CARLSBAD — Like millions of others, she was stuck between a rock and a hard place.
But Xenia Mateiu, 33, was able to quickly pivot, adjusting her business model to save her quaint space in Carlsbad Village as the COVID-19 pandemic ravaged the economy.
Once the shutdown happened in March, Mateiu instantly knew she had to go digital to strengthen her e-commerce platform. Additionally, completing piecemeal side projects also became a focal point to help the business survive.
A photographer by trade, Mateiu opened Village Rock Shop in November 2018 selling crystals, gemstones, dreamcatchers, candles, jewelry and more. But the pandemic has changed the game, and luckily for Mateiu, for the better.
“It was a shock when they said you have to be closed,” she recalled. “They said I had to be closed, but they didn’t say I couldn’t work.”
Once the shutdown came, Mateiu and her husband, Carey Hopkins, instantly went into survival mode. They upgraded their website, e-commerce platform and invested in search engine optimization (SEO) to help bridge the gap.
Admittedly, she said upgrading and maintaining her website was like a second full-time job, but the work was necessary to survive.
Using her photography skills, Mateiu also started shooting pictures of her products and uploading them to Instagram. From there, she bolstered her presence on the social media platform to drive sales and traffic to her website.
She also started receiving an increase in phone calls asking if her store was open and if she had gift cards or certificates. But as the calls rolled in, along with an increase in online traffic, so too did requests for tours.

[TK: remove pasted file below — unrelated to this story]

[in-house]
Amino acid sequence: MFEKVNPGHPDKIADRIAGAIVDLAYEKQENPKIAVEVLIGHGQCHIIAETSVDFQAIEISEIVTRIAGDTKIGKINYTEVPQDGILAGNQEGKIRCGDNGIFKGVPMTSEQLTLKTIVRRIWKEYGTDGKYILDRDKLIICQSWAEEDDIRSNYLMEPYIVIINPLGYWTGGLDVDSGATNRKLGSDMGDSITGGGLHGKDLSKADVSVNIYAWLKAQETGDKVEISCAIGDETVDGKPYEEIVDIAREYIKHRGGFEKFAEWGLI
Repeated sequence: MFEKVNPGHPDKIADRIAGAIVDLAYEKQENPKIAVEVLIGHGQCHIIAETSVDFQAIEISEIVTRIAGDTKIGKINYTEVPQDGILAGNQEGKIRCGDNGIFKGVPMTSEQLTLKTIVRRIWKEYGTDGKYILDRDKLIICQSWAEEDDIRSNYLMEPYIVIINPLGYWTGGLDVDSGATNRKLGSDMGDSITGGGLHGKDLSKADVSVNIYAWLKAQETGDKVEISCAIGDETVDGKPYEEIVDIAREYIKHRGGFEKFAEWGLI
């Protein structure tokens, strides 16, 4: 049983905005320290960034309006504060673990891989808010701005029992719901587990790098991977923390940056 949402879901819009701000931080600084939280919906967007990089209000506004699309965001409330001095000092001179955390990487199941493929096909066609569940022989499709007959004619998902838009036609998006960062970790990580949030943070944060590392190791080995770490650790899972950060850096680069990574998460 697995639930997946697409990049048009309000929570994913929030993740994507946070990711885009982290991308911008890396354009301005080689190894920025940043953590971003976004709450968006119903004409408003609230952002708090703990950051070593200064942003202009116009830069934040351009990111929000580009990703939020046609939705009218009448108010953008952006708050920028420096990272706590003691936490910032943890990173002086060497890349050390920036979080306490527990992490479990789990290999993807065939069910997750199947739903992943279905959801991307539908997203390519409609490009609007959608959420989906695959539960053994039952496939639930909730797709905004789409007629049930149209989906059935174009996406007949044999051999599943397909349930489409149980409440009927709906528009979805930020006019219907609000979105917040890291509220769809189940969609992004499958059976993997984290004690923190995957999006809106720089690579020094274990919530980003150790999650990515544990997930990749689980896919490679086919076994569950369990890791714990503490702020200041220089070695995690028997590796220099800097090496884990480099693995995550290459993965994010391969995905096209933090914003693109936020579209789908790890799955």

Mateiu said she worked quickly with her webmaster to offer digital gift cards, noting it was another aspect of the business she hadn’t given much thought but has become an important revenue stream.
Also, Mateiu would take to FaceTime and browse her store with her customer in hand, showing them her gemstones, crystals and other items for their choosing. She also offered shipping services, allowing her to service more customers outside North County.
“It was 90% shipping and 10% delivery,” she said of adjusting her model. “I did exactly what I wanted.”
And without any employees, she does have one advantage most other businesses don’t — a lower overhead cost. While she is the only person on the payroll, Mateiu said it was still a struggle to meet her rent obligations, even for a small store.
Mateiu said not having events such as the Carlsbad Village Faire and art shows has been a serious blow, but her new online model has brought her business greater visibility.
Today, the store is open daily from 10 a.m. to 5 p.m. and customers are required to follow county and state health mandates.